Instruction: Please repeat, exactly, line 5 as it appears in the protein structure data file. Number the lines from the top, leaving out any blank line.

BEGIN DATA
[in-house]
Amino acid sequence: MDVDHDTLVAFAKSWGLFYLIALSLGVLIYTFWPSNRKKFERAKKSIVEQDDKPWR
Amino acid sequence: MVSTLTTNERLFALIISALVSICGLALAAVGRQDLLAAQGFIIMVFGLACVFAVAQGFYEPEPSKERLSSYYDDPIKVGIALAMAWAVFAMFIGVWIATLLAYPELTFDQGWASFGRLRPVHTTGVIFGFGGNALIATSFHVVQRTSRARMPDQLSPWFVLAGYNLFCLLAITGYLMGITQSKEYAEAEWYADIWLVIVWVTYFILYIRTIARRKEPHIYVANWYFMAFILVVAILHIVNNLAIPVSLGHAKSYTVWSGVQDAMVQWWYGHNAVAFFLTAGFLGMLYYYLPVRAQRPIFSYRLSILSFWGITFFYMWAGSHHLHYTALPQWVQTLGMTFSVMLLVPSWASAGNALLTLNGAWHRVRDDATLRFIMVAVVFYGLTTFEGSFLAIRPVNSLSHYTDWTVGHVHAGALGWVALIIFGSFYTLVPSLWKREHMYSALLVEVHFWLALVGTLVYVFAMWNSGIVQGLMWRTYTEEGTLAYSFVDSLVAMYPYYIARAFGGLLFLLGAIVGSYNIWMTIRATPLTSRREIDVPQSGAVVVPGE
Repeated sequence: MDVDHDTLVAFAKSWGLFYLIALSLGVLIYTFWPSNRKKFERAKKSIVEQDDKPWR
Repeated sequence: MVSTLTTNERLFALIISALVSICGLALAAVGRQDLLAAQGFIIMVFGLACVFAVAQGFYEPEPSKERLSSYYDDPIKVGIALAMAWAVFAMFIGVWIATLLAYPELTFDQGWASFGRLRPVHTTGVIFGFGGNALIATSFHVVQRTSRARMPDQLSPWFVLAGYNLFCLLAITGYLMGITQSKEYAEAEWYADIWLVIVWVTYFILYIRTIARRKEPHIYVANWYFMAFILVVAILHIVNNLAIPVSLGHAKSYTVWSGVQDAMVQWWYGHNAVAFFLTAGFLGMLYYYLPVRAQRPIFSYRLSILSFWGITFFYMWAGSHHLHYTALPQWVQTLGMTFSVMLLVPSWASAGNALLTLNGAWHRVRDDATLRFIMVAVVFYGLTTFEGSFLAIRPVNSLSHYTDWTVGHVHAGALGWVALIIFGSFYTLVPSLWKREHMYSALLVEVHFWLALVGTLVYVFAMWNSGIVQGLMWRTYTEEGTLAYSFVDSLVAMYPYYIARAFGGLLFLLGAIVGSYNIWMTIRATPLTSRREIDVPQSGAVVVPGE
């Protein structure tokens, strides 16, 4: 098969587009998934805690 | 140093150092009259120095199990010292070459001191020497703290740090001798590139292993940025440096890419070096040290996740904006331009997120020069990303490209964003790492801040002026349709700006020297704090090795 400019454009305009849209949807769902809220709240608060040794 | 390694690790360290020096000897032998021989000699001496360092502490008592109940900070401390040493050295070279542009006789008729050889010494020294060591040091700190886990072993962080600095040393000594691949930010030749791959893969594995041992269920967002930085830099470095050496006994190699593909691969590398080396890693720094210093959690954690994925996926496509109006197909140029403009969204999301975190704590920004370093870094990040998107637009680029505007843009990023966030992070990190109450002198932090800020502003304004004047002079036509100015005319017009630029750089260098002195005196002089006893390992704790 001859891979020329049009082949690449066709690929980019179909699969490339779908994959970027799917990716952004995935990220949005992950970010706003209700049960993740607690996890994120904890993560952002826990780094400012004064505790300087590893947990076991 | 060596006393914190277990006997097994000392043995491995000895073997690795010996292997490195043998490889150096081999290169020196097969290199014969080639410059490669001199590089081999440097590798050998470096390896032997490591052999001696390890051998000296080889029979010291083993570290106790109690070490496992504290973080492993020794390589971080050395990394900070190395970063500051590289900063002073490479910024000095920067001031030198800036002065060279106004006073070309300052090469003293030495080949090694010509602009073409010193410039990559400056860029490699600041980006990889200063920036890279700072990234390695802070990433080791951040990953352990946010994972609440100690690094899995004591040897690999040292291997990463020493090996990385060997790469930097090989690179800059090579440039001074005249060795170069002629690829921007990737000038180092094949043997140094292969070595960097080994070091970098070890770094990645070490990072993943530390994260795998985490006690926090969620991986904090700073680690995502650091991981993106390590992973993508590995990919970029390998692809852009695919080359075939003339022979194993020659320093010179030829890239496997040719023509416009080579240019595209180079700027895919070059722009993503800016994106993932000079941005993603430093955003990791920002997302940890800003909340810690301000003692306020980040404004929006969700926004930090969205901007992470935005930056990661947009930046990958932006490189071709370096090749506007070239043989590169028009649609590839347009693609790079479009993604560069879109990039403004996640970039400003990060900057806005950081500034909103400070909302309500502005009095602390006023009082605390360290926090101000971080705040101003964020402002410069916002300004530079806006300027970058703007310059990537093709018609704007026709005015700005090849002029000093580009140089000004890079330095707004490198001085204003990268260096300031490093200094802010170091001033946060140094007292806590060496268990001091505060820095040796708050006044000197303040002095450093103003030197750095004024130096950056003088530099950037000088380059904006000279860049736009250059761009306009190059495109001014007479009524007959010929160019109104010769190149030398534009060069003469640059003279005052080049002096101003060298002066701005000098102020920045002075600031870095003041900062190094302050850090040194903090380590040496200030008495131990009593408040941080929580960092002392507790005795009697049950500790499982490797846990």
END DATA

Repeated sequence: MVSTLTTNERLFALIISALVSICGLALAAVGRQDLLAAQGFIIMVFGLACVFAVAQGFYEPEPSKERLSSYYDDPIKVGIALAMAWAVFAMFIGVWIATLLAYPELTFDQGWASFGRLRPVHTTGVIFGFGGNALIATSFHVVQRTSRARMPDQLSPWFVLAGYNLFCLLAITGYLMGITQSKEYAEAEWYADIWLVIVWVTYFILYIRTIARRKEPHIYVANWYFMAFILVVAILHIVNNLAIPVSLGHAKSYTVWSGVQDAMVQWWYGHNAVAFFLTAGFLGMLYYYLPVRAQRPIFSYRLSILSFWGITFFYMWAGSHHLHYTALPQWVQTLGMTFSVMLLVPSWASAGNALLTLNGAWHRVRDDATLRFIMVAVVFYGLTTFEGSFLAIRPVNSLSHYTDWTVGHVHAGALGWVALIIFGSFYTLVPSLWKREHMYSALLVEVHFWLALVGTLVYVFAMWNSGIVQGLMWRTYTEEGTLAYSFVDSLVAMYPYYIARAFGGLLFLLGAIVGSYNIWMTIRATPLTSRREIDVPQSGAVVVPGE